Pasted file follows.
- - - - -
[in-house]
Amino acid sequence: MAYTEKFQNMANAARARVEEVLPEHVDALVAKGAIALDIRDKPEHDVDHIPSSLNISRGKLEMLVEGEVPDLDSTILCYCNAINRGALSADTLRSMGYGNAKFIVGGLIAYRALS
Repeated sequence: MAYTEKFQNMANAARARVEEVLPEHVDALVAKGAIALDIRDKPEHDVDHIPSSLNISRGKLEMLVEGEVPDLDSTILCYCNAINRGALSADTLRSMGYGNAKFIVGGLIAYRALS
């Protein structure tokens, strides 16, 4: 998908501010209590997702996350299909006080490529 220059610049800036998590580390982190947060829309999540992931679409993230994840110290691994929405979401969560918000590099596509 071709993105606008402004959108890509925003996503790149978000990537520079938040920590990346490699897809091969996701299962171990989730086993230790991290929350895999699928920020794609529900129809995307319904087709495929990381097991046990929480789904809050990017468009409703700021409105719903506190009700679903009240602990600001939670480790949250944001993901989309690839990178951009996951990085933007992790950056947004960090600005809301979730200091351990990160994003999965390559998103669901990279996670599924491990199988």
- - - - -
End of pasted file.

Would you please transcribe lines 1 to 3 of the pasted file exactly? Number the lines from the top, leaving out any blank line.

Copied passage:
[in-house]
Amino acid sequence: MAYTEKFQNMANAARARVEEVLPEHVDALVAKGAIALDIRDKPEHDVDHIPSSLNISRGKLEMLVEGEVPDLDSTILCYCNAINRGALSADTLRSMGYGNAKFIVGGLIAYRALS
Repeated sequence: MAYTEKFQNMANAARARVEEVLPEHVDALVAKGAIALDIRDKPEHDVDHIPSSLNISRGKLEMLVEGEVPDLDSTILCYCNAINRGALSADTLRSMGYGNAKFIVGGLIAYRALS